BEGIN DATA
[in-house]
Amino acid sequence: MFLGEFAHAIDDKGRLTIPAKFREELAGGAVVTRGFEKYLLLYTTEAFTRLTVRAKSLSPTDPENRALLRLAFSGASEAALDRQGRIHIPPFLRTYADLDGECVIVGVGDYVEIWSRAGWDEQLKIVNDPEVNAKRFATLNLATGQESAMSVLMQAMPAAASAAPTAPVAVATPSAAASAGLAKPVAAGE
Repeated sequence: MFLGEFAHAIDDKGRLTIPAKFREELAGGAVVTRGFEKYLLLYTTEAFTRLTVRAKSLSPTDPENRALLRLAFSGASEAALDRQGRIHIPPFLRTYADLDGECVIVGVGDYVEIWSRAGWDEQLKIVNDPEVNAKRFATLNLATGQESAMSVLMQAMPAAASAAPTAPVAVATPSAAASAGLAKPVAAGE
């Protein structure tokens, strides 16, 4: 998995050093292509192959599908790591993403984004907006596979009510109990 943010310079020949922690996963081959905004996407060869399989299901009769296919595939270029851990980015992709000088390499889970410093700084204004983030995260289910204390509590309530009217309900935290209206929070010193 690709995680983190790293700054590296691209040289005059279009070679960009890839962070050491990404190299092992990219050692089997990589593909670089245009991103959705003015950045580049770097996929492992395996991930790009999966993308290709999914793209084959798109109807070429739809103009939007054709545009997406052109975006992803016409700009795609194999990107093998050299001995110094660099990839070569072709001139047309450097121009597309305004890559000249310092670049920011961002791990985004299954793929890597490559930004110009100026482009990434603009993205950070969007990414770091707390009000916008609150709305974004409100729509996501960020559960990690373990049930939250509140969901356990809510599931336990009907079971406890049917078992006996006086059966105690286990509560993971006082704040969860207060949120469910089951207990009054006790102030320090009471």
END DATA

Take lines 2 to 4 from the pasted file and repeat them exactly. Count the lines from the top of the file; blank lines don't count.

Amino acid sequence: MFLGEFAHAIDDKGRLTIPAKFREELAGGAVVTRGFEKYLLLYTTEAFTRLTVRAKSLSPTDPENRALLRLAFSGASEAALDRQGRIHIPPFLRTYADLDGECVIVGVGDYVEIWSRAGWDEQLKIVNDPEVNAKRFATLNLATGQESAMSVLMQAMPAAASAAPTAPVAVATPSAAASAGLAKPVAAGE
Repeated sequence: MFLGEFAHAIDDKGRLTIPAKFREELAGGAVVTRGFEKYLLLYTTEAFTRLTVRAKSLSPTDPENRALLRLAFSGASEAALDRQGRIHIPPFLRTYADLDGECVIVGVGDYVEIWSRAGWDEQLKIVNDPEVNAKRFATLNLATGQESAMSVLMQAMPAAASAAPTAPVAVATPSAAASAGLAKPVAAGE
């Protein structure tokens, strides 16, 4: 998995050093292509192959599908790591993403984004907006596979009510109990 943010310079020949922690996963081959905004996407060869399989299901009769296919595939270029851990980015992709000088390499889970410093700084204004983030995260289910204390509590309530009217309900935290209206929070010193 690709995680983190790293700054590296691209040289005059279009070679960009890839962070050491990404190299092992990219050692089997990589593909670089245009991103959705003015950045580049770097996929492992395996991930790009999966993308290709999914793209084959798109109807070429739809103009939007054709545009997406052109975006992803016409700009795609194999990107093998050299001995110094660099990839070569072709001139047309450097121009597309305004890559000249310092670049920011961002791990985004299954793929890597490559930004110009100026482009990434603009993205950070969007990414770091707390009000916008609150709305974004409100729509996501960020559960990690373990049930939250509140969901356990809510599931336990009907079971406890049917078992006996006086059966105690286990509560993971006082704040969860207060949120469910089951207990009054006790102030320090009471």